The N.Y. Times reports that Barack Obama has picked Joe Biden as his running mate. And all I can say is ho-hum. He's playing it safe. Telling the world he's afraid it will notice his weaknesses and hence the attempt to stick a finger in the dyke of his inexperience. This is reactive and not proactive politics. One of the things I've admired about Obama's campaign thus far has been his willingness to make daring moves, to do the unexpected. It allowed him to break out of the mold. It set him apart from Hillary Clinton, the candidate who seemingly tried to do everything the same old, boring, old-fashioned way.
Biden is a consensus builder. He's not an especially bright bulb. In fact, he comes across as a bit of a buffoon due to his shoot from the lip style. I expect we'll be seeing Jay Leno and David Letterman dredging up every stupid, silly comment Biden has made in 35 years of Senate service.
Yes, Biden is a steady hand--I was going to say in the Cheney mold though I immediately realized how ridiculous it was for anyone to believe Cheney was being added to the 2000 Republican ticket to add a note of rigor and stability. Biden will certainly add more gravitas to the ticket than Cheney did. But man is he ever old and tired. And I never trust a politician from Delaware who has a perpetual suntan. He also looks like he just had his face "enhanced" by a surgeon's knife. Biden's smile, while a mile-wide, somehow always reminds me of Mack the Knife or a gameshow host. And does he ever love to hear the sound of his own voice!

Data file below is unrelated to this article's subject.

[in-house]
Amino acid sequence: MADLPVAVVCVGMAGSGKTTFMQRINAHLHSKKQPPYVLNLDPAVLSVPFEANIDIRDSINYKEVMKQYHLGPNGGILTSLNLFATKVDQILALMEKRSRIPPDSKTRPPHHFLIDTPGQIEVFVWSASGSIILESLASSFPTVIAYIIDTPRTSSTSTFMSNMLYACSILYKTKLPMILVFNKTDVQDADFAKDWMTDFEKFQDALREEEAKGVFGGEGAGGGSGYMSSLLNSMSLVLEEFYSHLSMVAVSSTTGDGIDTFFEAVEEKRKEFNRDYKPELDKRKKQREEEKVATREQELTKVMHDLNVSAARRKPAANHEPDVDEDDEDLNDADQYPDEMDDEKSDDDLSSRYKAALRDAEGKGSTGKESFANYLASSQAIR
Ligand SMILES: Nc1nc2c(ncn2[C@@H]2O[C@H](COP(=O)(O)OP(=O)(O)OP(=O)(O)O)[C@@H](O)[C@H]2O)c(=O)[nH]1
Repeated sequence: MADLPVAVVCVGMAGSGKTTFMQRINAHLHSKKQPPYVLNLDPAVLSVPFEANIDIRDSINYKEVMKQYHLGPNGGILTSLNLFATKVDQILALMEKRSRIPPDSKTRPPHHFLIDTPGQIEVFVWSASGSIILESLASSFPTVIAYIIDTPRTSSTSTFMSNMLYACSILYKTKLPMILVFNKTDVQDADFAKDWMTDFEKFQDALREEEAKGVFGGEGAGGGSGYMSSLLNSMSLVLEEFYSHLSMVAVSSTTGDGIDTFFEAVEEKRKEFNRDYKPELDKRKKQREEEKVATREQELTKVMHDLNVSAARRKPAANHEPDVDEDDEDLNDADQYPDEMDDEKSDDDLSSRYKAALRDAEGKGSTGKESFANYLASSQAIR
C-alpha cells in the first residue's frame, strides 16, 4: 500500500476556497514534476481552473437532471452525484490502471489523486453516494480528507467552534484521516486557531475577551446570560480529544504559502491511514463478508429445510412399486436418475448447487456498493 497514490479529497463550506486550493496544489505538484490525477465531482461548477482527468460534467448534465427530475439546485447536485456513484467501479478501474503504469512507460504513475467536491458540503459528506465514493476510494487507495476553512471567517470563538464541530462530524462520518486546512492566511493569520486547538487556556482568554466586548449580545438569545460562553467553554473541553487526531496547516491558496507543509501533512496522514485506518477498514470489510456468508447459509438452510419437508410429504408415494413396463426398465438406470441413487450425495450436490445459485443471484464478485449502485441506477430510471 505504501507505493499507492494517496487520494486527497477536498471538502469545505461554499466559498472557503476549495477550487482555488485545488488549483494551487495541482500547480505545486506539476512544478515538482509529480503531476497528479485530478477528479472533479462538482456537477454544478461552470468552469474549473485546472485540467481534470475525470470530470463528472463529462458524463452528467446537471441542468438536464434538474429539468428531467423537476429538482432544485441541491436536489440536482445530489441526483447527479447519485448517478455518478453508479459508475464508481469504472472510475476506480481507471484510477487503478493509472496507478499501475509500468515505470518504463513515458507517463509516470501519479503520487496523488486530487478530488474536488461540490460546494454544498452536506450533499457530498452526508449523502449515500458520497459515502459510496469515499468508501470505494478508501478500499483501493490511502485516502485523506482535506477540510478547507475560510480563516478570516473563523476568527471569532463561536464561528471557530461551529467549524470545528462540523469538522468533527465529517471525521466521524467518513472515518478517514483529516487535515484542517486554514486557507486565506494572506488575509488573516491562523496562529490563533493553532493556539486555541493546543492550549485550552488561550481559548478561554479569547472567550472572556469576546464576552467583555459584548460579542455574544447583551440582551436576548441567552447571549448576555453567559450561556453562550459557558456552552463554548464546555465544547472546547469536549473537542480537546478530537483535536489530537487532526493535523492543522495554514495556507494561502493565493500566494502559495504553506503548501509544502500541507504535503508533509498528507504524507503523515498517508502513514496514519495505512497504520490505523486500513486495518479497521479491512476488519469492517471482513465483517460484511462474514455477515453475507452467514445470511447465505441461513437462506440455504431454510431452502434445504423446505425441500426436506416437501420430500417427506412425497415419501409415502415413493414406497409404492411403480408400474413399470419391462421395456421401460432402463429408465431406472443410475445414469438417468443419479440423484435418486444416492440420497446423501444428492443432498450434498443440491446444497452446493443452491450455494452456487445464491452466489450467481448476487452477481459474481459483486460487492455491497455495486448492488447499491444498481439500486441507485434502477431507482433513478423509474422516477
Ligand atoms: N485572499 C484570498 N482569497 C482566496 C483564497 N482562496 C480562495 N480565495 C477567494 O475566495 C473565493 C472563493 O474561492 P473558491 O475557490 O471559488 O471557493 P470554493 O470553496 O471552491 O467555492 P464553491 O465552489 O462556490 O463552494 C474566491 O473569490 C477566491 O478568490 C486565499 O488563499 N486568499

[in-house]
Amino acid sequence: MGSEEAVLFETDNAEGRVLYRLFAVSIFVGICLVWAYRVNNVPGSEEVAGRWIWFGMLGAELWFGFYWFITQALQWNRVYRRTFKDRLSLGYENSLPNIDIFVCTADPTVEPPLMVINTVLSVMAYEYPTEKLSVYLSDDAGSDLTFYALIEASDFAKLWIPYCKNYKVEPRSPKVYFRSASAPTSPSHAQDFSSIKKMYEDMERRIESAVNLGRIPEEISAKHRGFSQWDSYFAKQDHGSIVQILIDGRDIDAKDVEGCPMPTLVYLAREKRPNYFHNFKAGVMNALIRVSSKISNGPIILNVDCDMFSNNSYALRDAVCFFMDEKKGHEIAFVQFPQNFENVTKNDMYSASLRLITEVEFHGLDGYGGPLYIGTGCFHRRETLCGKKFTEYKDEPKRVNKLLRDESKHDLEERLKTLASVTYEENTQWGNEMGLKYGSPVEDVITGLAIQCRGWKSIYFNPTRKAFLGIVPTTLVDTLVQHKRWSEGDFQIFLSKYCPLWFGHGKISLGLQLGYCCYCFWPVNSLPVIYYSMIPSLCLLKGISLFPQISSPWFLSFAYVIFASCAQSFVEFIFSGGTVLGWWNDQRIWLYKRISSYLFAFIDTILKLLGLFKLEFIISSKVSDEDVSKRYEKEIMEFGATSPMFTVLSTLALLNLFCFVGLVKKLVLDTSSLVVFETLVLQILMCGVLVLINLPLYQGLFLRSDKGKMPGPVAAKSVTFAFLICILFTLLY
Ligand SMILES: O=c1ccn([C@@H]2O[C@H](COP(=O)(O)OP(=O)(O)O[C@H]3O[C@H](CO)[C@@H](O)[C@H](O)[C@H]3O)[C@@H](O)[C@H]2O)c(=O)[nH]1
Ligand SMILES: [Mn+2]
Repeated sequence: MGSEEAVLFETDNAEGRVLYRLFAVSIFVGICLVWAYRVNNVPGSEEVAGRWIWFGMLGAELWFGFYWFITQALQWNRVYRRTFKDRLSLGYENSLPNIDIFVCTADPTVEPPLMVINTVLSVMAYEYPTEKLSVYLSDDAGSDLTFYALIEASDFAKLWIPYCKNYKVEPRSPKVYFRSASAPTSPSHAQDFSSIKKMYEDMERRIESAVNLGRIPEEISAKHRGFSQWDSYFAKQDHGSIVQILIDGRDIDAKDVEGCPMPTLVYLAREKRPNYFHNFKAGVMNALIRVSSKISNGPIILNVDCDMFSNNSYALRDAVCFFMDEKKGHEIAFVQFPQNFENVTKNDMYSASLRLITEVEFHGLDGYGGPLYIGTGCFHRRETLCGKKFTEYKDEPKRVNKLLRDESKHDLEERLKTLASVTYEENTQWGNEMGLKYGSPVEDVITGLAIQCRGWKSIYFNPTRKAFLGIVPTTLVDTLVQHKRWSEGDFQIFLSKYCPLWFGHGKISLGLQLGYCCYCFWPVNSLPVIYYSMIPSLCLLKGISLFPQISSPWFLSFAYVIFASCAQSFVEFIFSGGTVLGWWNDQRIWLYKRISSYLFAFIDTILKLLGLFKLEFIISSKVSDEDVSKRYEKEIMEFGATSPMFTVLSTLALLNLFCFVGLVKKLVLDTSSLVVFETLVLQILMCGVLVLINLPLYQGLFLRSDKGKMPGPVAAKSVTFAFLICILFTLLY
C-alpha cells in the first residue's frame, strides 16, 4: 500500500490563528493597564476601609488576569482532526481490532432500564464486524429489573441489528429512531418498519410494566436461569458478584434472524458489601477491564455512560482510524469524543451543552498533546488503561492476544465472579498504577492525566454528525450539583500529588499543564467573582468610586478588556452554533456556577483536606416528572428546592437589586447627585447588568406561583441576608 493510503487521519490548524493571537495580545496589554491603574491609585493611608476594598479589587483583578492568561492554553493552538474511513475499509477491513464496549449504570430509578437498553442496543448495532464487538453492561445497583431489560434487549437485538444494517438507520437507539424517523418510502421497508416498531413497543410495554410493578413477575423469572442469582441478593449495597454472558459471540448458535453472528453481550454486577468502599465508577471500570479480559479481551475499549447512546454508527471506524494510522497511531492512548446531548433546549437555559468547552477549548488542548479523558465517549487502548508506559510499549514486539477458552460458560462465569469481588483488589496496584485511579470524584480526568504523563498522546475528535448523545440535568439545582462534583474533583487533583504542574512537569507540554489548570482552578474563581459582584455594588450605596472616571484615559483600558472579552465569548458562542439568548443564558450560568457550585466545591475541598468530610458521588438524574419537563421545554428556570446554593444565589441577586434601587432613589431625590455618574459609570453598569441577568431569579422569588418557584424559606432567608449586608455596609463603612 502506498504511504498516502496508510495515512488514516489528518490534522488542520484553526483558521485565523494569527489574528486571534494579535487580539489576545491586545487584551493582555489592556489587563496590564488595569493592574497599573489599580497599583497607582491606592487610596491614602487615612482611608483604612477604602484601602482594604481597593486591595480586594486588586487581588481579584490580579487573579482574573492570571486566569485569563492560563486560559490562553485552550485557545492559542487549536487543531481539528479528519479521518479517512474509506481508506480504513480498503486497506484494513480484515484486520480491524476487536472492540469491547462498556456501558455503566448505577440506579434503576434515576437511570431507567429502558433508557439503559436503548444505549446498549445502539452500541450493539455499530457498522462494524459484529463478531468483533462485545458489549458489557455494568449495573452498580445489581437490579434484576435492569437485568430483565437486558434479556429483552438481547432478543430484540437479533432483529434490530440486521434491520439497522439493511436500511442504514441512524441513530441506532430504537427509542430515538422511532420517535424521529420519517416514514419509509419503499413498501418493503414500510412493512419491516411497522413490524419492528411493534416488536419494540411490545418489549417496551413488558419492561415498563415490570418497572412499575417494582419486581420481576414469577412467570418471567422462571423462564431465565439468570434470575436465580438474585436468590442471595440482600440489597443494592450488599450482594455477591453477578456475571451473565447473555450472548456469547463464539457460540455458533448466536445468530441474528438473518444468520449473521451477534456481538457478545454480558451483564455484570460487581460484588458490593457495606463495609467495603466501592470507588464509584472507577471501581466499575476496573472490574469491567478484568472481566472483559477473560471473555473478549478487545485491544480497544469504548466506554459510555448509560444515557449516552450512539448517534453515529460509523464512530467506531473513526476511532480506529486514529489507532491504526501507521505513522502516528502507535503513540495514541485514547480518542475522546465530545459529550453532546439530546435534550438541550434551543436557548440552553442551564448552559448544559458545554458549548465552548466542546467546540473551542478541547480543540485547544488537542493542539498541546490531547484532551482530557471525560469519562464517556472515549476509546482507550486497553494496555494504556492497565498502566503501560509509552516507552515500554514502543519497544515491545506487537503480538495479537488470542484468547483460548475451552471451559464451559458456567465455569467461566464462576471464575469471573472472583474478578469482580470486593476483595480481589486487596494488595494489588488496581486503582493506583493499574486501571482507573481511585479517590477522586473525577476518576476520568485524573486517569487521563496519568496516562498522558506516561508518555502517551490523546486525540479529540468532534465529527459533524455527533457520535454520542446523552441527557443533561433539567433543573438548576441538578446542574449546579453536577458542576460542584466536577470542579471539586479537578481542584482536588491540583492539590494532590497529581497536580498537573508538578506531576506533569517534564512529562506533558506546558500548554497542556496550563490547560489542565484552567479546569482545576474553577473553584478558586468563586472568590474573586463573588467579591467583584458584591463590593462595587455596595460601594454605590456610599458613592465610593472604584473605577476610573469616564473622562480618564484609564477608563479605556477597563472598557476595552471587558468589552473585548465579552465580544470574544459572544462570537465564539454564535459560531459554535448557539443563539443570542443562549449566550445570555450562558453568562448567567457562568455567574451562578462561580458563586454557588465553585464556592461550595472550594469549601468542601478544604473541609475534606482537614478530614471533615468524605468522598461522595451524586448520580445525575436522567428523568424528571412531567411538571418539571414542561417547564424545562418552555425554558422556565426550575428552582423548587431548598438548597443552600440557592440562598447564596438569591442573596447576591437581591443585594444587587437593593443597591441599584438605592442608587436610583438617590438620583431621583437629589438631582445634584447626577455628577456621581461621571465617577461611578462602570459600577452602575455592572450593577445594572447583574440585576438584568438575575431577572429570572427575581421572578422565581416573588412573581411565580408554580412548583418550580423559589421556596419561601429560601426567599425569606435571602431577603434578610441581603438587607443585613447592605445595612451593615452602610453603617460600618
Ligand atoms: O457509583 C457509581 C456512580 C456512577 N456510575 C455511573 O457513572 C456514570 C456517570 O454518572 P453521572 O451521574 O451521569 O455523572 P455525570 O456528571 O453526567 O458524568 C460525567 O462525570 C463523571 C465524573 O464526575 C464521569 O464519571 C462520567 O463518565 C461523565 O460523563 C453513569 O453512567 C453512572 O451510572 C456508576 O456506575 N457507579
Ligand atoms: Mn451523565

I have to say I wasn't thrilled by any of Obama's VP choices. There was the white guy from the Midwest, Evan Bayh; the Catholic guy from the near South, Tim Kaine; and Biden. I thought Kathleen Sebelius would've been a groundbreaking pick, though perhaps it wouldn't bring much politically to the ticket other than a breath of fresh air. And Chuck Hagel--now that would've been a groundbreaking candidate who would've stolen some Republican thunder.
When I think of the boring prospect of adding Joe Biden to the ticket, I look back fondly on the vice presidential candidacy of Lloyd Bentsen. Now, that was a politician who really had the goods. Only someone of Bentsen's character could've sliced and diced Dan Quayle as he did in that famous debate. Obama needed a Bentsen and I'm afraid he chose an Edsall.